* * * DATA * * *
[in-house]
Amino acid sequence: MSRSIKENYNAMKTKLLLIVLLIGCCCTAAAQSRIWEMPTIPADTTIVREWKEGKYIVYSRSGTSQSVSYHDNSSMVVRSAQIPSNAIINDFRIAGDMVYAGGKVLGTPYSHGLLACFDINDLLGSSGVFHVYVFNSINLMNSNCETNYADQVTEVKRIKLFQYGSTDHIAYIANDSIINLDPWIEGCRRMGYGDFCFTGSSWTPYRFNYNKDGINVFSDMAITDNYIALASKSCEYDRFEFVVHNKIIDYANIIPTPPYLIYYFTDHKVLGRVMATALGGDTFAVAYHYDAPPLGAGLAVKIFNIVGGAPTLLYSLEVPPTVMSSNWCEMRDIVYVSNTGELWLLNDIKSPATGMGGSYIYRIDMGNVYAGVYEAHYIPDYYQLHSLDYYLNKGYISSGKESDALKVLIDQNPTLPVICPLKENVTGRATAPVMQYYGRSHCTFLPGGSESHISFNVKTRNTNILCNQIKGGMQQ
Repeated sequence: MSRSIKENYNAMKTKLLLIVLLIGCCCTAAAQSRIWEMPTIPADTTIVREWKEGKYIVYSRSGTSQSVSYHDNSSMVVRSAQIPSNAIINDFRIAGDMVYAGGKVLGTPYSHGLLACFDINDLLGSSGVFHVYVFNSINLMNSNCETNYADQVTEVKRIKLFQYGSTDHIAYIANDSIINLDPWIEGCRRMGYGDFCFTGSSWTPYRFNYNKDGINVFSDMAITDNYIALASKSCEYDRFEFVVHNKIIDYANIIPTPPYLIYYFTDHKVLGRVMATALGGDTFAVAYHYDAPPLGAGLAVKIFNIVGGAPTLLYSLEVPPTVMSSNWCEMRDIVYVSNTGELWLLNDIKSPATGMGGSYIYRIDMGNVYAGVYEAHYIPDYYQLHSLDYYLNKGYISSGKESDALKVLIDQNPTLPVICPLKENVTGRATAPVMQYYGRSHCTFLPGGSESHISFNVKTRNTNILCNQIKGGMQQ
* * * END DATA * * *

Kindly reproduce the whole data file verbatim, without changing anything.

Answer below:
[in-house]
Amino acid sequence: MSRSIKENYNAMKTKLLLIVLLIGCCCTAAAQSRIWEMPTIPADTTIVREWKEGKYIVYSRSGTSQSVSYHDNSSMVVRSAQIPSNAIINDFRIAGDMVYAGGKVLGTPYSHGLLACFDINDLLGSSGVFHVYVFNSINLMNSNCETNYADQVTEVKRIKLFQYGSTDHIAYIANDSIINLDPWIEGCRRMGYGDFCFTGSSWTPYRFNYNKDGINVFSDMAITDNYIALASKSCEYDRFEFVVHNKIIDYANIIPTPPYLIYYFTDHKVLGRVMATALGGDTFAVAYHYDAPPLGAGLAVKIFNIVGGAPTLLYSLEVPPTVMSSNWCEMRDIVYVSNTGELWLLNDIKSPATGMGGSYIYRIDMGNVYAGVYEAHYIPDYYQLHSLDYYLNKGYISSGKESDALKVLIDQNPTLPVICPLKENVTGRATAPVMQYYGRSHCTFLPGGSESHISFNVKTRNTNILCNQIKGGMQQ
Repeated sequence: MSRSIKENYNAMKTKLLLIVLLIGCCCTAAAQSRIWEMPTIPADTTIVREWKEGKYIVYSRSGTSQSVSYHDNSSMVVRSAQIPSNAIINDFRIAGDMVYAGGKVLGTPYSHGLLACFDINDLLGSSGVFHVYVFNSINLMNSNCETNYADQVTEVKRIKLFQYGSTDHIAYIANDSIINLDPWIEGCRRMGYGDFCFTGSSWTPYRFNYNKDGINVFSDMAITDNYIALASKSCEYDRFEFVVHNKIIDYANIIPTPPYLIYYFTDHKVLGRVMATALGGDTFAVAYHYDAPPLGAGLAVKIFNIVGGAPTLLYSLEVPPTVMSSNWCEMRDIVYVSNTGELWLLNDIKSPATGMGGSYIYRIDMGNVYAGVYEAHYIPDYYQLHSLDYYLNKGYISSGKESDALKVLIDQNPTLPVICPLKENVTGRATAPVMQYYGRSHCTFLPGGSESHISFNVKTRNTNILCNQIKGGMQQ